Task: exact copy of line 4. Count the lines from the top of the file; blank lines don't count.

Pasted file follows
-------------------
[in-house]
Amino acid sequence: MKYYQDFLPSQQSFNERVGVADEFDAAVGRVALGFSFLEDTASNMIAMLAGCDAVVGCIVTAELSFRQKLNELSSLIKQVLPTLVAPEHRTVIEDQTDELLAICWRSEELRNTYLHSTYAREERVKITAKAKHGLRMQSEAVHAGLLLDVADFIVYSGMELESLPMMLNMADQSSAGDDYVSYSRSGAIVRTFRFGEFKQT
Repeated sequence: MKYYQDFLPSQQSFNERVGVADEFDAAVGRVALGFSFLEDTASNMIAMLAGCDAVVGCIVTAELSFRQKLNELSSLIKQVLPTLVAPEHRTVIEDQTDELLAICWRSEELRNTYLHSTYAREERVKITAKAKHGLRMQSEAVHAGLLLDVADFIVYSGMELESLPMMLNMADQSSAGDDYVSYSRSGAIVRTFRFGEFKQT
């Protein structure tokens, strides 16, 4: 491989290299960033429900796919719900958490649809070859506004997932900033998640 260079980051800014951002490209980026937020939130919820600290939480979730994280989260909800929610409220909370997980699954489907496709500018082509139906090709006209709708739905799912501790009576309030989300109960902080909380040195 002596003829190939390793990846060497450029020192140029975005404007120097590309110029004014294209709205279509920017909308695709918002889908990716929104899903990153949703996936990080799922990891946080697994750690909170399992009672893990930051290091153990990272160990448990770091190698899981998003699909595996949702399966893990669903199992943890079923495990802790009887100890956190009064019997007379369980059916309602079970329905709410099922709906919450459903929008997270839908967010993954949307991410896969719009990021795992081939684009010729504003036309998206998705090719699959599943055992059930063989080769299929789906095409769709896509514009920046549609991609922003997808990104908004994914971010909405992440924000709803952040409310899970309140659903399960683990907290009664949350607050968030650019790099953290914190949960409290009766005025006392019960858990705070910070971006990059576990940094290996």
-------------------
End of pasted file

């Protein structure tokens, strides 16, 4: 491989290299960033429900796919719900958490649809070859506004997932900033998640 260079980051800014951002490209980026937020939130919820600290939480979730994280989260909800929610409220909370997980699954489907496709500018082509139906090709006209709708739905799912501790009576309030989300109960902080909380040195 002596003829190939390793990846060497450029020192140029975005404007120097590309110029004014294209709205279509920017909308695709918002889908990716929104899903990153949703996936990080799922990891946080697994750690909170399992009672893990930051290091153990990272160990448990770091190698899981998003699909595996949702399966893990669903199992943890079923495990802790009887100890956190009064019997007379369980059916309602079970329905709410099922709906919450459903929008997270839908967010993954949307991410896969719009990021795992081939684009010729504003036309998206998705090719699959599943055992059930063989080769299929789906095409769709896509514009920046549609991609922003997808990104908004994914971010909405992440924000709803952040409310899970309140659903399960683990907290009664949350607050968030650019790099953290914190949960409290009766005025006392019960858990705070910070971006990059576990940094290996």